Resisting Marginalization: Unemployment Experience and Social Policy in the European Union
This book breaks new ground by bringing together recent research into the determinants of marginalization risks for the unemployed and research into new social policies for combating marginalization. It examines the major controversies about how far entrapment in unemployment is due to resource constraints, motivational problems, or skill deficiency. It examines the forms that new policies have taken, the way they vary between EU countries, and the effects they have had on the life experiences of the unemployed. Its central concern is how far the new policies developed in the 1990s, in particular the spread of activation and welfare-to-work policies, address the major sources of vulnerability of the unemployed.
The chapters draw on the results of a number of major comparative research programmes funded by the European Commission. These provide for the first time rigorous comparative data across a range of different countries. They bring together the insights of researchers from different disciplines: economists, jurists, social-psychologists, and social policy analysts.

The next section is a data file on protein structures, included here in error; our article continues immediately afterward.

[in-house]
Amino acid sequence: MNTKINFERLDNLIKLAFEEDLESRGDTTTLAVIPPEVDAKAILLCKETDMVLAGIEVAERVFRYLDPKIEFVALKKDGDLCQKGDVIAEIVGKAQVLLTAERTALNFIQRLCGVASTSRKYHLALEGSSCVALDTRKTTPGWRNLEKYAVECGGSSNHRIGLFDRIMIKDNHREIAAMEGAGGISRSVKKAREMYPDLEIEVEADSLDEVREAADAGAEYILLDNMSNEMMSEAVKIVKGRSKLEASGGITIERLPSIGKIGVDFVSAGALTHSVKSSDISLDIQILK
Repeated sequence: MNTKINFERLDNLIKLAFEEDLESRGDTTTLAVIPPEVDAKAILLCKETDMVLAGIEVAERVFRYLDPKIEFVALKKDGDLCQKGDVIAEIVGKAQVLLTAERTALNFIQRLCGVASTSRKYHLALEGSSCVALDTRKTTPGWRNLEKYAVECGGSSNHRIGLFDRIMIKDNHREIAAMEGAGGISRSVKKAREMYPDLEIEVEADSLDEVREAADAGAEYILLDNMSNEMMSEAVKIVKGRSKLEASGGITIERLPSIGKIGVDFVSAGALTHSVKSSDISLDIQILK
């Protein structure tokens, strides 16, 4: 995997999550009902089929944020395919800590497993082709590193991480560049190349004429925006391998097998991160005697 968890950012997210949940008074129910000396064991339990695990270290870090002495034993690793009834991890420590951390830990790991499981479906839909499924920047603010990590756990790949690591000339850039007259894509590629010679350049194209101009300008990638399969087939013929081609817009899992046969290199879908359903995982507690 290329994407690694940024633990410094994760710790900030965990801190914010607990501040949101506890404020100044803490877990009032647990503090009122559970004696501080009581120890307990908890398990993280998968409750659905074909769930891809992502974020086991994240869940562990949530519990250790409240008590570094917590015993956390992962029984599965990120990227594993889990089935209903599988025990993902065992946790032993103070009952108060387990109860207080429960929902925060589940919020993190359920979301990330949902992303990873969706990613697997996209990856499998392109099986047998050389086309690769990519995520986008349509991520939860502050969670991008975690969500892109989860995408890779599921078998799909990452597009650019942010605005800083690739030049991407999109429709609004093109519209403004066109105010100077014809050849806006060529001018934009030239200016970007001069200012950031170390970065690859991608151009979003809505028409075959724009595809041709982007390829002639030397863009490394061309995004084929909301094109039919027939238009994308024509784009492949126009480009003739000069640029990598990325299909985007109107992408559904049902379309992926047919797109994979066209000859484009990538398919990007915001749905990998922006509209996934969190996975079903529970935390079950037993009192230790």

The book shows that while the new policy initiatives helped to mitigate the severity of the experience of unemployment, they were far from providing an adequate response to the underlying factors that put people at risk of marginalization. These were primarily due to skill deficiencies that were rooted in disadvantages that people experienced when they were young and in the persisting inequalities in training opportunities during people's work careers. The case is made for a major new policy initiative to improve the quality of working life of the low-skilled and their opportunities for skill development.
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